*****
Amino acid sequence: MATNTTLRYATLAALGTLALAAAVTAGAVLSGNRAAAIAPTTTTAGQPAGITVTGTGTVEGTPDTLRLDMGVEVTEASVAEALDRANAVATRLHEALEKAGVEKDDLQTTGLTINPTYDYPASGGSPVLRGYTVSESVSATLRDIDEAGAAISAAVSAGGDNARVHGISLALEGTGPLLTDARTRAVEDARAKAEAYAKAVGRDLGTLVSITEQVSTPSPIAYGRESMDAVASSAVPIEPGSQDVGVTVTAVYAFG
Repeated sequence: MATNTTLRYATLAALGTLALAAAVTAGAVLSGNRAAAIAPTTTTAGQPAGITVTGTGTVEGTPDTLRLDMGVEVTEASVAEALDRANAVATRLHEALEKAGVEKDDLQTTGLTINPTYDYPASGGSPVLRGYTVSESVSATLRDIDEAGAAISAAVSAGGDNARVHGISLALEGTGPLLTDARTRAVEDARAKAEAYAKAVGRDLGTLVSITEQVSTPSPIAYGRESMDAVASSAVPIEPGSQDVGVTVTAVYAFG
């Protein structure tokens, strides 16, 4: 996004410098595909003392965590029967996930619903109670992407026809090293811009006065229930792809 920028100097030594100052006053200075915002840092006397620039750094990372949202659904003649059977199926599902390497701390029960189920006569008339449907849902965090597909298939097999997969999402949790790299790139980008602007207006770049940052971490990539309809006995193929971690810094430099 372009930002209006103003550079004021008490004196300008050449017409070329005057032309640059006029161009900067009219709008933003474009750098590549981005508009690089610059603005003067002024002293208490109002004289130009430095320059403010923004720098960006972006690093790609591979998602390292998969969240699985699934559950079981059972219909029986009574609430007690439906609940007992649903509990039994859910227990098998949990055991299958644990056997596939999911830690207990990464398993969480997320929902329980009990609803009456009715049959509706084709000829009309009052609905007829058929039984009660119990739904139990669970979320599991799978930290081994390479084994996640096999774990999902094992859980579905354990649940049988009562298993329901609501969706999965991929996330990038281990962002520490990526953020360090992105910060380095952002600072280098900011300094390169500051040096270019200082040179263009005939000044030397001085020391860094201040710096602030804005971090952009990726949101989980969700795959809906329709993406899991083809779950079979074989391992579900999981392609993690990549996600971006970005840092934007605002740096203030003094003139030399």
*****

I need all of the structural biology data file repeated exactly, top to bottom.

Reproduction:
Amino acid sequence: MATNTTLRYATLAALGTLALAAAVTAGAVLSGNRAAAIAPTTTTAGQPAGITVTGTGTVEGTPDTLRLDMGVEVTEASVAEALDRANAVATRLHEALEKAGVEKDDLQTTGLTINPTYDYPASGGSPVLRGYTVSESVSATLRDIDEAGAAISAAVSAGGDNARVHGISLALEGTGPLLTDARTRAVEDARAKAEAYAKAVGRDLGTLVSITEQVSTPSPIAYGRESMDAVASSAVPIEPGSQDVGVTVTAVYAFG
Repeated sequence: MATNTTLRYATLAALGTLALAAAVTAGAVLSGNRAAAIAPTTTTAGQPAGITVTGTGTVEGTPDTLRLDMGVEVTEASVAEALDRANAVATRLHEALEKAGVEKDDLQTTGLTINPTYDYPASGGSPVLRGYTVSESVSATLRDIDEAGAAISAAVSAGGDNARVHGISLALEGTGPLLTDARTRAVEDARAKAEAYAKAVGRDLGTLVSITEQVSTPSPIAYGRESMDAVASSAVPIEPGSQDVGVTVTAVYAFG
């Protein structure tokens, strides 16, 4: 996004410098595909003392965590029967996930619903109670992407026809090293811009006065229930792809 920028100097030594100052006053200075915002840092006397620039750094990372949202659904003649059977199926599902390497701390029960189920006569008339449907849902965090597909298939097999997969999402949790790299790139980008602007207006770049940052971490990539309809006995193929971690810094430099 372009930002209006103003550079004021008490004196300008050449017409070329005057032309640059006029161009900067009219709008933003474009750098590549981005508009690089610059603005003067002024002293208490109002004289130009430095320059403010923004720098960006972006690093790609591979998602390292998969969240699985699934559950079981059972219909029986009574609430007690439906609940007992649903509990039994859910227990098998949990055991299958644990056997596939999911830690207990990464398993969480997320929902329980009990609803009456009715049959509706084709000829009309009052609905007829058929039984009660119990739904139990669970979320599991799978930290081994390479084994996640096999774990999902094992859980579905354990649940049988009562298993329901609501969706999965991929996330990038281990962002520490990526953020360090992105910060380095952002600072280098900011300094390169500051040096270019200082040179263009005939000044030397001085020391860094201040710096602030804005971090952009990726949101989980969700795959809906329709993406899991083809779950079979074989391992579900999981392609993690990549996600971006970005840092934007605002740096203030003094003139030399």